I think that now I just want to get away for a while, at the moment there's always some e-mail to write or more usually something to feel guilty for not having got done yet. I think that soon I will go spend some time in a caravan in the woods and take nothing but a pen and paper, and books obviously, because other people write better than me. I have just started Deliverance and it is really good, but I think I'll have to get it done before I go to the woods, since I dont want a repeat of the fear I had last time when I was there and read The Road. I think that when you stay alone in a field enclosed by woods where nobody can hear you scream, you really dont want to read anything scary.

Wednesday, 8 July 2009

Anti-plagiarism Day

Friday July 17th is Anti-Plagiarism Day. It's not very official, since the date has just been hijacked for that purpose by the quite interesting How Publishing Really Works blog. However, it's quite an inspiring theme for a day to have, and the blog has put out a call for anyone interested in the topic to write about it on that date and raise awareness. You can either write a post about it on your own blog/facebook/twitter, or submit your thoughts to “hprw at tesco dot net”, with a subject line of “HPRW anti-plagiarism day”, and it will be posted on the HPRW blog. I think the line at which creative writing can be considered to be plagiarism can be a difficult one to find - who's to say what's simply drawn inspiration from something else and what's ripping it off. I'm going to have a think about the topic and hopefully I'll have something constructive to post on July 17th. It looks like there will be a lot of good things said about the topic, if the comments on the original blog post are anything to go by.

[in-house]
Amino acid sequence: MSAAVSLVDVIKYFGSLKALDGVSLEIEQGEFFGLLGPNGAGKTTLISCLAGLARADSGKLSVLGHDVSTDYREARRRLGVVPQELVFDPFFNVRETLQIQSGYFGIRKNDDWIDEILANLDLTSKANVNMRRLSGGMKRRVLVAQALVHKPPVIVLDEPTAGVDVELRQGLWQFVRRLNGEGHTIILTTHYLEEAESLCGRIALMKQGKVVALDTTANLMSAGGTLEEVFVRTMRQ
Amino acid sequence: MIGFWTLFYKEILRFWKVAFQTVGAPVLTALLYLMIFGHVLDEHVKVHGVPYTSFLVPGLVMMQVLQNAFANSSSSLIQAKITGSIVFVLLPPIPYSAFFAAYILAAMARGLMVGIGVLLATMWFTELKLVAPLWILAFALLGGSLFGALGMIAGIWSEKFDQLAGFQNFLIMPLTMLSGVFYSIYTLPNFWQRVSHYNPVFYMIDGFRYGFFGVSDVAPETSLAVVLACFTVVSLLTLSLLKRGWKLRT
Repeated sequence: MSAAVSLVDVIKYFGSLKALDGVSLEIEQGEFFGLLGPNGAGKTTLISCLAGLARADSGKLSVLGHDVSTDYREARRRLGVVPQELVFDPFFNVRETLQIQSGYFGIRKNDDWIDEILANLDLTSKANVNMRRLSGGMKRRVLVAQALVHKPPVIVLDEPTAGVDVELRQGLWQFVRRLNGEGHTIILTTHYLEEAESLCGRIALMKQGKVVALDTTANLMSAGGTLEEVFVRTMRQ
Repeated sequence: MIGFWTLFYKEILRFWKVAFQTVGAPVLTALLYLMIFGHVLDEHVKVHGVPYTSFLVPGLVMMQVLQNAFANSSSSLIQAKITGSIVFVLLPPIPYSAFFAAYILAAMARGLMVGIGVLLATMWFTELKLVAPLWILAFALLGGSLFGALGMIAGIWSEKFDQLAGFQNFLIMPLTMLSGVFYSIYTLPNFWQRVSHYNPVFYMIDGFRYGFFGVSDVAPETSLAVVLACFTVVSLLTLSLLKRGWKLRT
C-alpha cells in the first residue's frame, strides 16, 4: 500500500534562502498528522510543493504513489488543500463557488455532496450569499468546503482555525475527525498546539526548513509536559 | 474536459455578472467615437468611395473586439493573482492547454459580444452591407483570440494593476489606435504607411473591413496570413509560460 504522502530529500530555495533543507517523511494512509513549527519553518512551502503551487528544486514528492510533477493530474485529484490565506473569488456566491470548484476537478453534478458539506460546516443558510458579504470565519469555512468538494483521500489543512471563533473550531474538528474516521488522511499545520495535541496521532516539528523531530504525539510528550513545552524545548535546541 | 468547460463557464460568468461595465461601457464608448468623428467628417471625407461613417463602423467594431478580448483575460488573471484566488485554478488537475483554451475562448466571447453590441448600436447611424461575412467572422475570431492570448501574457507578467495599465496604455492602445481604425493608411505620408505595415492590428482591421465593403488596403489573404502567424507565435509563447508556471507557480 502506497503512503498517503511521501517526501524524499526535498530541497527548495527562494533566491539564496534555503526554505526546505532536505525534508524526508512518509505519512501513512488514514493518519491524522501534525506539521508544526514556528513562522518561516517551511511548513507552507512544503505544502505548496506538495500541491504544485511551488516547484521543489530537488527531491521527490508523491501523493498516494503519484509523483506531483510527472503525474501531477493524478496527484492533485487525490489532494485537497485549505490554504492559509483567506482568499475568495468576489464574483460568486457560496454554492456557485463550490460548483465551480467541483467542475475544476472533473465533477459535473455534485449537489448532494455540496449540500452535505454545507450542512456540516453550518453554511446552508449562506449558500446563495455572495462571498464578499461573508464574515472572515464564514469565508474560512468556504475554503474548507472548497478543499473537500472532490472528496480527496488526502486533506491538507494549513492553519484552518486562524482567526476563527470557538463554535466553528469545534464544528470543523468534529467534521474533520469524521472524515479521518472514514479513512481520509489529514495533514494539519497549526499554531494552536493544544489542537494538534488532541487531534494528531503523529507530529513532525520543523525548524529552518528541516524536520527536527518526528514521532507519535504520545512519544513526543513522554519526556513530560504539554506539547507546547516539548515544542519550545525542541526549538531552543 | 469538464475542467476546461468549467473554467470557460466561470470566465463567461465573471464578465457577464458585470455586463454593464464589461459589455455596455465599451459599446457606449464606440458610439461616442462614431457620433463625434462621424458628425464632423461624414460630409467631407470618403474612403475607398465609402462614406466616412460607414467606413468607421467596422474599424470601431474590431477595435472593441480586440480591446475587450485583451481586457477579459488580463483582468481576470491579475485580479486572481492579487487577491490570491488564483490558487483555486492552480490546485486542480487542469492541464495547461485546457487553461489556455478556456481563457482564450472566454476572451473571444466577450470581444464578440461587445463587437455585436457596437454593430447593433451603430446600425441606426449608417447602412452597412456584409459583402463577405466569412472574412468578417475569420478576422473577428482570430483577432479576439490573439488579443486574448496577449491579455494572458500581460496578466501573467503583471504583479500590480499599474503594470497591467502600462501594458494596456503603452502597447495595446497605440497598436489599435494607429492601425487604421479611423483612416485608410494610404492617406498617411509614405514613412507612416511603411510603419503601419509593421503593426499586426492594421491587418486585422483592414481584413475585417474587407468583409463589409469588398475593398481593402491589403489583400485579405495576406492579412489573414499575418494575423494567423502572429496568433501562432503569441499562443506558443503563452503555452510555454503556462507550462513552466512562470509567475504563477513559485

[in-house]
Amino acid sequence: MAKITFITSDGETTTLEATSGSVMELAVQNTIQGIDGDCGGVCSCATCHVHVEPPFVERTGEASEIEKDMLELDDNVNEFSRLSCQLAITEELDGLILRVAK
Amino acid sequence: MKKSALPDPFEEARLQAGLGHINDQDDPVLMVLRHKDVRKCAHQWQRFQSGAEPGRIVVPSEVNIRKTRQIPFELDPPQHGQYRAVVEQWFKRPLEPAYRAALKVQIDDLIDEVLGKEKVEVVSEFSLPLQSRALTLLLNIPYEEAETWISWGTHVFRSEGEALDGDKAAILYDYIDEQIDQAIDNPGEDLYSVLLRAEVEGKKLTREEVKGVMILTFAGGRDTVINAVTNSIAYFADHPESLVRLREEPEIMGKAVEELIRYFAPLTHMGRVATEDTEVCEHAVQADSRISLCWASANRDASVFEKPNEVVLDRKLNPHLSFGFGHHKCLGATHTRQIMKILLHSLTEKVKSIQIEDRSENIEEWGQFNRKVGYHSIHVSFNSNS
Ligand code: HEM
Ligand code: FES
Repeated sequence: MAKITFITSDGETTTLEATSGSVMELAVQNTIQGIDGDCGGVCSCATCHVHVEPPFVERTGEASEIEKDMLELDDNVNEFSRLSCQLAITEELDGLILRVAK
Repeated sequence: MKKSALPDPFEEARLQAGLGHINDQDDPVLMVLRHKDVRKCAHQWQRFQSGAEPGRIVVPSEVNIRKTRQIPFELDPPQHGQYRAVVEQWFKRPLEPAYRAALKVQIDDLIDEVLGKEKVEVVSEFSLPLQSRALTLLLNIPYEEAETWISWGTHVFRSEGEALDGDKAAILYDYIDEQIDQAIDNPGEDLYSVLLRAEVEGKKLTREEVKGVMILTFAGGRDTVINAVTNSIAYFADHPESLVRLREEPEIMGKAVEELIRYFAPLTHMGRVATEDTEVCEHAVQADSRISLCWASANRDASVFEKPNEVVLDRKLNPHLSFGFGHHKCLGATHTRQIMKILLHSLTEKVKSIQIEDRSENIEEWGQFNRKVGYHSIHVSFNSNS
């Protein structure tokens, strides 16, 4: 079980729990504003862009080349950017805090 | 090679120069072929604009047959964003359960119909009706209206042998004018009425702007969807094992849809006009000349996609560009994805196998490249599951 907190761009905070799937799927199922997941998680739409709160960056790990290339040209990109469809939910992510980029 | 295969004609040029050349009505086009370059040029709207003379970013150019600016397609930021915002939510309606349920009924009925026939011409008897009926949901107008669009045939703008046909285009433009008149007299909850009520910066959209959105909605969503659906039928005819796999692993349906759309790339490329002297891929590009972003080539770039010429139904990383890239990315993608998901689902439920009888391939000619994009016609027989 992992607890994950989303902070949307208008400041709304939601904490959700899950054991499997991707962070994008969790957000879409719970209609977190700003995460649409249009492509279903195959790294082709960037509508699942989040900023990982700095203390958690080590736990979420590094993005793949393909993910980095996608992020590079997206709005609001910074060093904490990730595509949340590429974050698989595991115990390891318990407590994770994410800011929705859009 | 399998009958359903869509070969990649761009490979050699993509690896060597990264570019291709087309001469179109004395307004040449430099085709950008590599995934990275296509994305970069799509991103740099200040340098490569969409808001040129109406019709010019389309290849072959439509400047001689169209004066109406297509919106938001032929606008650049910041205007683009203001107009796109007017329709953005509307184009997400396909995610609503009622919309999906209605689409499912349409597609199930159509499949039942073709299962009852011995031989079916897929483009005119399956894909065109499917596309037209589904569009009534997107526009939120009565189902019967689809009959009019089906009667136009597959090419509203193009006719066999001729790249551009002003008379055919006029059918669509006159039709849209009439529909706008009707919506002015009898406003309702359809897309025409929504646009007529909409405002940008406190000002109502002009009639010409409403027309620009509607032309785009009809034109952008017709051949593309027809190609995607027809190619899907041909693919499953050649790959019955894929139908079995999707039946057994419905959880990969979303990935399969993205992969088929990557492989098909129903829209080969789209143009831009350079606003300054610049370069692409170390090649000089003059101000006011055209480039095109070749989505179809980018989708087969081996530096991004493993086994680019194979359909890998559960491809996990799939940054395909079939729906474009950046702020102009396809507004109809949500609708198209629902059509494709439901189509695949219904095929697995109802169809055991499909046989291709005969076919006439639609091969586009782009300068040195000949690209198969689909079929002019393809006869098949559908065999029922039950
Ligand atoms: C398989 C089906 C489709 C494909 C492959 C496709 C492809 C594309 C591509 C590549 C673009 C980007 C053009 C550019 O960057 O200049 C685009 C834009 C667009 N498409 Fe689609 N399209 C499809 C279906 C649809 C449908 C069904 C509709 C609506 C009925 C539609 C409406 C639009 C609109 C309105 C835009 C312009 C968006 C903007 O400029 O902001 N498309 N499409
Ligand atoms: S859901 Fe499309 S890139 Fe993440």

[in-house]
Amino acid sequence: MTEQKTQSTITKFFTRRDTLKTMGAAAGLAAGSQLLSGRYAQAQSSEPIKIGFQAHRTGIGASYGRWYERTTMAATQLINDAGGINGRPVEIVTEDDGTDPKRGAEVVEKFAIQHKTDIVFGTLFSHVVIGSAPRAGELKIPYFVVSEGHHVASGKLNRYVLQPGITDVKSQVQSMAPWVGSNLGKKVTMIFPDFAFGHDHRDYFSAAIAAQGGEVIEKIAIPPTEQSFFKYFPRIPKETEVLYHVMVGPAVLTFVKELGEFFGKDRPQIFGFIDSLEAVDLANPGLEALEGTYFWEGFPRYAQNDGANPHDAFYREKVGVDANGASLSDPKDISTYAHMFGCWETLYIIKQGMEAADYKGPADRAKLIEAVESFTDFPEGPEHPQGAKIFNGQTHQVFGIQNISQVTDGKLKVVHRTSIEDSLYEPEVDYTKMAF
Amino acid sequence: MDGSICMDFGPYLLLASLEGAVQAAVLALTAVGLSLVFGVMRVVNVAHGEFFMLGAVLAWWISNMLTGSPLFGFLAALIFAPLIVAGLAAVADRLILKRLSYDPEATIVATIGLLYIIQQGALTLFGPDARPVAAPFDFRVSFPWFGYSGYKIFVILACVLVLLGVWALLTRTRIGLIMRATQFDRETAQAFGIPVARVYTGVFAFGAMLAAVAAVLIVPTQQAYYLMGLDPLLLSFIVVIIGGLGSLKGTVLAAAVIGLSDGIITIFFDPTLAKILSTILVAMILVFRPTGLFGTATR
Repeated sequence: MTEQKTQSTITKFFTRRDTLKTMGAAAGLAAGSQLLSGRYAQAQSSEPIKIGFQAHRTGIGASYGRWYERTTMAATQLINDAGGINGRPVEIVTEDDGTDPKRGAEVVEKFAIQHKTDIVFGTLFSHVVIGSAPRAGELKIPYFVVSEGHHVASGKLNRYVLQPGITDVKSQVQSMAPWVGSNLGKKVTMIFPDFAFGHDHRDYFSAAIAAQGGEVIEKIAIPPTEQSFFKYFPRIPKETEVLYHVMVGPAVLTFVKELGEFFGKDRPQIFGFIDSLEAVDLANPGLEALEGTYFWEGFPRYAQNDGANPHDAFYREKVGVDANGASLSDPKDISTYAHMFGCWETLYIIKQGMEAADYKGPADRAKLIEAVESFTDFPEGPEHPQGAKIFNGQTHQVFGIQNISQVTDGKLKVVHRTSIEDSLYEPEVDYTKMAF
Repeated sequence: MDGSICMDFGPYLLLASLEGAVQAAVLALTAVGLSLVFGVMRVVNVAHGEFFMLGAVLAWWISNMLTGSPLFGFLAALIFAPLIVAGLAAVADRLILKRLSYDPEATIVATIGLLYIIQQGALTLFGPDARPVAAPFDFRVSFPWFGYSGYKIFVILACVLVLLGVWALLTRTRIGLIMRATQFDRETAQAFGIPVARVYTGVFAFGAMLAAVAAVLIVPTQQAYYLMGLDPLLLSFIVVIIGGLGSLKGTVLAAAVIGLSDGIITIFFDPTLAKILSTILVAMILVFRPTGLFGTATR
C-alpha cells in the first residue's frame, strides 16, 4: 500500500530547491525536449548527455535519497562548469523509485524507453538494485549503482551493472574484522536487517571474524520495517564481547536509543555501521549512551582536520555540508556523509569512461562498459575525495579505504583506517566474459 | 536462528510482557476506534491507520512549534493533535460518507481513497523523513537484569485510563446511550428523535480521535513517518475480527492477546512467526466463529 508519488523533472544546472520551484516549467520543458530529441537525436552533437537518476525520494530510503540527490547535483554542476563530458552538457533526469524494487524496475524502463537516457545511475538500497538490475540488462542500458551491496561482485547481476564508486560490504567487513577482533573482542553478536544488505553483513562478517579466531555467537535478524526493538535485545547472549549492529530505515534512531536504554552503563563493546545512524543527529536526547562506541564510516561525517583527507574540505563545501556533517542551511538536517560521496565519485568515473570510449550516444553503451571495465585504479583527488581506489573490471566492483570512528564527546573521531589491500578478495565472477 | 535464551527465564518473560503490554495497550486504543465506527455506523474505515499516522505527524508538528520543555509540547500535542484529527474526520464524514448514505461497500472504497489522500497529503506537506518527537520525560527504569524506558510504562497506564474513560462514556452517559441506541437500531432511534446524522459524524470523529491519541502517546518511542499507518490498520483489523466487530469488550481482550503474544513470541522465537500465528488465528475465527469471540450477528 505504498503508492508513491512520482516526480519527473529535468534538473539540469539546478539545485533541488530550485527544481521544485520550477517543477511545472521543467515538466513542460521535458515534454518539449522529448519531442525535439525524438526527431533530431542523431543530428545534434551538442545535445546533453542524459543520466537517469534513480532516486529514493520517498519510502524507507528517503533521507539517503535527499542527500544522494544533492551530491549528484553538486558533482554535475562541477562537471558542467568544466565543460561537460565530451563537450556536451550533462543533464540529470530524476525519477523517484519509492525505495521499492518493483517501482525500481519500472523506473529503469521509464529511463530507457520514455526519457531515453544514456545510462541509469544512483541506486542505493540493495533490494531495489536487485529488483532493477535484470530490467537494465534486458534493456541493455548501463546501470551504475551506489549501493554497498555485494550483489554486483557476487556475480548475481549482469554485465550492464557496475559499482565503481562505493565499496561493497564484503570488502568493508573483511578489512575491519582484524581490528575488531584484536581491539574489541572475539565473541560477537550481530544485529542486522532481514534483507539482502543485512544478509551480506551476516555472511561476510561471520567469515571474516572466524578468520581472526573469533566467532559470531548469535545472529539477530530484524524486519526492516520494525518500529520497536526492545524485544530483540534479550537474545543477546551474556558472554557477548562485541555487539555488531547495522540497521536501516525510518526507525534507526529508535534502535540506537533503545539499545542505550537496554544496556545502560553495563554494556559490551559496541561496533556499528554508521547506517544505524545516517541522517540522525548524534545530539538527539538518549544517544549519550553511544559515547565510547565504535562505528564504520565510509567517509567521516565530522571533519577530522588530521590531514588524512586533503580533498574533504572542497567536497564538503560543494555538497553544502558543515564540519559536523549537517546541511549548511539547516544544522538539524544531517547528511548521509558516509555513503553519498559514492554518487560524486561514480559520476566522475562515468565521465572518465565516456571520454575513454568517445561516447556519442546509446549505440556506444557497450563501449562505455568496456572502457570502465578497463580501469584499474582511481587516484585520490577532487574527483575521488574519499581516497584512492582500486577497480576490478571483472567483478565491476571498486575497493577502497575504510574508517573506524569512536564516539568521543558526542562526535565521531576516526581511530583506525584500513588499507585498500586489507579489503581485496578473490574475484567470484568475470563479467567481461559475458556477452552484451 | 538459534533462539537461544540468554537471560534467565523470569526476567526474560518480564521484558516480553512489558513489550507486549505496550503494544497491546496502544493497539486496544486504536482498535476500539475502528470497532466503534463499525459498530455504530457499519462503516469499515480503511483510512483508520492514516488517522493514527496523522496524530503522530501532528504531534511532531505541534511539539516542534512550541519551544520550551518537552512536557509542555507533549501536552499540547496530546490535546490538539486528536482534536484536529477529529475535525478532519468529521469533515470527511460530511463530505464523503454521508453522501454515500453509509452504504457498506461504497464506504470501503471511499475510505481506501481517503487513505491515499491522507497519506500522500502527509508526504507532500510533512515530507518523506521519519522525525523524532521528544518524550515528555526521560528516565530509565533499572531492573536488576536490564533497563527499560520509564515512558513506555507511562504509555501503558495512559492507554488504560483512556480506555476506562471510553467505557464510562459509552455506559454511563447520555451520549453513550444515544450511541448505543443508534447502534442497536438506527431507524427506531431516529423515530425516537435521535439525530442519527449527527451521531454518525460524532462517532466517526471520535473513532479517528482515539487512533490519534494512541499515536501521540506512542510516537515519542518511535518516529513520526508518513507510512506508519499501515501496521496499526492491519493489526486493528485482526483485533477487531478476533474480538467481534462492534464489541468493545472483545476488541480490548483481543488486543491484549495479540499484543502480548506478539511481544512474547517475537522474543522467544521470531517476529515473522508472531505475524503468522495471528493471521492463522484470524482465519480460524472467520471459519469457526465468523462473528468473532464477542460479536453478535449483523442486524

Sunday, 5 July 2009

Knitted Poem

Oh, and also, I've just found out about this lovely idea. Join up to help knit a poem. Each person who takes part in the project with The Poetry Society knits a single letter of the poem. Even with my rubbish knitting, I think I might be able to contribute.

Another treasury

I've been busy making some new earrings to be sold in the John Rylands giftshop. But in the meantime, things are ticking along on Etsy. I've been included in another treasury. It's full of beautiful cobalt blue items. Have a look.

Monday, 29 June 2009

PS to the last post

The last item on the list should have been:

I have also been finishing my story for the next Bewilderbliss. It's inspired by my work with the archives, and since I had to write something as a product of that work as part of the internship, I was killing two birds with one stone.